Of all oddities of the trap kind, there is, perhaps, no one more novel and comical than the “Fool’s Cap” crow-trap, which forms the subject of our present illustration. Crows are by no means easy of capture in any form of trap, and they are generally as coy and as shrewd in their approach to a trap as they are bold in their familiarity and disrespect for the sombre scarecrows in the com field. But this simple device will often mislead the smartest and shrewdest crow, and make a perfect fool of him, for it is hard to imagine a more ridiculous sight than is furnished by the strange antics and evolutions of a crow thus embarrassed with his head imbedded in a cap which he finds impossible to remove, and which he in vain endeavors to shake off by all sorts of gymnastic performance. The secret of the little contrivance is easily told. The cap consists of a little cone of stiff paper, about three or four inches in diameter at the opening. This is imbedded in the ground, up to its edge, and a few grains of corn are dropped into it. The inside edge of the opening is then smeared with bird-lime, [Page 97] a substance of which we shall speak hereafter.
The crow, on endeavoring to reach the corn, sinks his bill so deep in the cone as to bring the gummy substance in contact with the feathers of his head and neck, to which it adheres in spite of all possible efforts on the part of the bird to throw it off.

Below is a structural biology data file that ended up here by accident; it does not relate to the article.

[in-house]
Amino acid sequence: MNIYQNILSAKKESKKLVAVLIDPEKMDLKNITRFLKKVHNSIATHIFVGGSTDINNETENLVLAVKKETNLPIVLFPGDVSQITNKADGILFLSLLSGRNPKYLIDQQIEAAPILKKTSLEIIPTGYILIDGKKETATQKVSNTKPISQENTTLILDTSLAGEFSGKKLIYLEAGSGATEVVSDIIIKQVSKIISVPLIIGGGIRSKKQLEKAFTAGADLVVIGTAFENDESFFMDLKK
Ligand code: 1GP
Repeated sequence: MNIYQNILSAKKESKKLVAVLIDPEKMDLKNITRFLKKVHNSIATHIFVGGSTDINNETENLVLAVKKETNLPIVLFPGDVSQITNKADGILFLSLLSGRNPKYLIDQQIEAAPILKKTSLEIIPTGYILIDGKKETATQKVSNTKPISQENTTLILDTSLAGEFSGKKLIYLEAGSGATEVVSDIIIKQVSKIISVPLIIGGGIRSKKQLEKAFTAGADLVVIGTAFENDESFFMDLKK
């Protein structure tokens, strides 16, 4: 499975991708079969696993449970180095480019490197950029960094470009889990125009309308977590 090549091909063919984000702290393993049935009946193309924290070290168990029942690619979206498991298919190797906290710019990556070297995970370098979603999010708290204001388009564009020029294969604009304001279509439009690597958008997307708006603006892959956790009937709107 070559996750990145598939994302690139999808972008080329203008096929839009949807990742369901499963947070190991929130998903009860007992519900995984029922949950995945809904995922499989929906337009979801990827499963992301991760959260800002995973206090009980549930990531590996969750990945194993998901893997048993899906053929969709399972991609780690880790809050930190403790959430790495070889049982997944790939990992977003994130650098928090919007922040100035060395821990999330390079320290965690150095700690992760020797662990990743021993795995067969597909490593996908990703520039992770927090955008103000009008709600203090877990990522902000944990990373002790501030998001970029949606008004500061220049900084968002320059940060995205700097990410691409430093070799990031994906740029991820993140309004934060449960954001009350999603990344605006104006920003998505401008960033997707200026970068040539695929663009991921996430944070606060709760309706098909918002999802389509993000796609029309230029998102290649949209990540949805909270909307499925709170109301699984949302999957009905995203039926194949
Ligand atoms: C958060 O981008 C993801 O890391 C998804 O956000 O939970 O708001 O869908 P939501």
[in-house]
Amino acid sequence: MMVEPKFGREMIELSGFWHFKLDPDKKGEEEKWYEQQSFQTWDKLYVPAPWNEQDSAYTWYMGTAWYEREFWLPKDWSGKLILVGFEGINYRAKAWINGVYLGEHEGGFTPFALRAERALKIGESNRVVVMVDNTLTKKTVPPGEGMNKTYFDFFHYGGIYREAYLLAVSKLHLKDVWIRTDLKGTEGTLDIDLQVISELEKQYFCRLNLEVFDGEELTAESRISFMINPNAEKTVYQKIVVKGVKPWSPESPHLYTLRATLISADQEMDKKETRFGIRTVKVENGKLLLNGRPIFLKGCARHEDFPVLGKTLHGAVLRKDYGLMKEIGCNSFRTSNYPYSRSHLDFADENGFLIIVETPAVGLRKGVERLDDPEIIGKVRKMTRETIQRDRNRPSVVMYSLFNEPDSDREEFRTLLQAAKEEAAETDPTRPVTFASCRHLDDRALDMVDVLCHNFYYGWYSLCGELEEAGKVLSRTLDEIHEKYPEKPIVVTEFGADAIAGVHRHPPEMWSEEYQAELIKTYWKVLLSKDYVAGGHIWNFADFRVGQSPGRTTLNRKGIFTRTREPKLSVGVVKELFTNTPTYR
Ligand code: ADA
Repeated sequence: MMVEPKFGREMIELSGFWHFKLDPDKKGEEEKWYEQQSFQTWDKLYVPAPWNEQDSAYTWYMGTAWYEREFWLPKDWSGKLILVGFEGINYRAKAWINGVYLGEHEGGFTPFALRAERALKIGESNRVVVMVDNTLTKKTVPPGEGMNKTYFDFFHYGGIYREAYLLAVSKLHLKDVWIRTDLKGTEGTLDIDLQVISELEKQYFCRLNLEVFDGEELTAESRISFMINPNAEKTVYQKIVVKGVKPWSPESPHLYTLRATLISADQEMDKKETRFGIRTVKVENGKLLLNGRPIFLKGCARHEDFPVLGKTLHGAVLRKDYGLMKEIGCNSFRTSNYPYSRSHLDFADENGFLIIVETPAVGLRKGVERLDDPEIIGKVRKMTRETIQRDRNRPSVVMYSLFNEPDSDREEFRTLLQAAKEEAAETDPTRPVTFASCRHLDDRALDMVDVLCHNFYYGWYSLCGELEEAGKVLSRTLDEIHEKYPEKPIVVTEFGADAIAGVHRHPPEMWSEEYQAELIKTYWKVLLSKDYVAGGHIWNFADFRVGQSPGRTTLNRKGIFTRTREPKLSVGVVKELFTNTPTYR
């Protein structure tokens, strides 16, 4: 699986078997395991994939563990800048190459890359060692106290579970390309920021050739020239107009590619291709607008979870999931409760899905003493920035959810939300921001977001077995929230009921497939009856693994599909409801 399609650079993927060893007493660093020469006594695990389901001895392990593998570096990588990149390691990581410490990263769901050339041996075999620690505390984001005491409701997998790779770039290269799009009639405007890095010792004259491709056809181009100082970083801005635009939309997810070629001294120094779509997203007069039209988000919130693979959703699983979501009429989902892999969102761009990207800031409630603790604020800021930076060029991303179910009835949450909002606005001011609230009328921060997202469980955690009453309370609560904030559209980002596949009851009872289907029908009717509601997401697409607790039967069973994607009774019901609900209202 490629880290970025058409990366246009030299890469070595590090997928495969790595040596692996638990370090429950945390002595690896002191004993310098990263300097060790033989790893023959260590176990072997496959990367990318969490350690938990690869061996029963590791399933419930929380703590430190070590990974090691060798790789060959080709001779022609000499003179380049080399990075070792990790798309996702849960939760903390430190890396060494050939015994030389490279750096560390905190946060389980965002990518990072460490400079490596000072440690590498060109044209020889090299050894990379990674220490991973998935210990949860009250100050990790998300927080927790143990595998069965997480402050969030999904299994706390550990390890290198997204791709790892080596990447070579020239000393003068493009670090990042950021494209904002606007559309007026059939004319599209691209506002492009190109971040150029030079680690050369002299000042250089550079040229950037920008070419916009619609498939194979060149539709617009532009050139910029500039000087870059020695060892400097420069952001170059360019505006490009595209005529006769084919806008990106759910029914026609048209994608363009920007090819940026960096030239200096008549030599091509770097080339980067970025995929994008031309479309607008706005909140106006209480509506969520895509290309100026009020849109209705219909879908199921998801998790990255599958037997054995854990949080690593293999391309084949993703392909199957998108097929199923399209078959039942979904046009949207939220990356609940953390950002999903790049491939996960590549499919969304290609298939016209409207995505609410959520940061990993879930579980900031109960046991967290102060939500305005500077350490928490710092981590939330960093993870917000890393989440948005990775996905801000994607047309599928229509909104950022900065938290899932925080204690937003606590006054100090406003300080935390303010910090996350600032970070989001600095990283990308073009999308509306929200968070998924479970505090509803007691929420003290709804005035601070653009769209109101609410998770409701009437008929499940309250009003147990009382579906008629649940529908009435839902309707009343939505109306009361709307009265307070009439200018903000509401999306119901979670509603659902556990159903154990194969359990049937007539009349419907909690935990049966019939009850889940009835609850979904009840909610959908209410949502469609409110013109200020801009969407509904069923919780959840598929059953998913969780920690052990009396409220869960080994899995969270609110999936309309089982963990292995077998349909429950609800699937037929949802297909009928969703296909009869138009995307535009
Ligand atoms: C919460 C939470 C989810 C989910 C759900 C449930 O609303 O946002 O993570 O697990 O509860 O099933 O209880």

The cones may be made of a brownish-colored paper if they are to be placed in the earth, but of white paper when inserted in the snow. It is an excellent plan to insert a few of these cones in the fresh corn hills at planting season, as the crows are always on the watch at this time, and will be sure to partake of the tempting morsels, not dreaming of the result. The writer has often heard of this ingenious device, and has read of its being successfully employed in many instances, but he has never yet had an opportunity of testing it himself. He will leave it for his readers to experiment upon for themselves.
This substance so called to which we have above alluded, and which is sold in our bird marts under that name, is a viscid, sticky preparation, closely resembling a very thick and gummy varnish. It is astonishingly “sticky,” and the slightest quantity between the fingers will hold them together with remarkable tenacity. What its effect must be on the feathers of a bird can easily be imagined.
This preparation is put up in boxes of different sizes, and may be had from any of the taxidermists or bird-fanciers in any of [Page 98] our large towns or cities. Should a home made article be required, an excellent substitute may be prepared from the inner bark of the “slippery elm.” This should be gathered in the spring or early summer, cut into very small pieces or scraped into threads,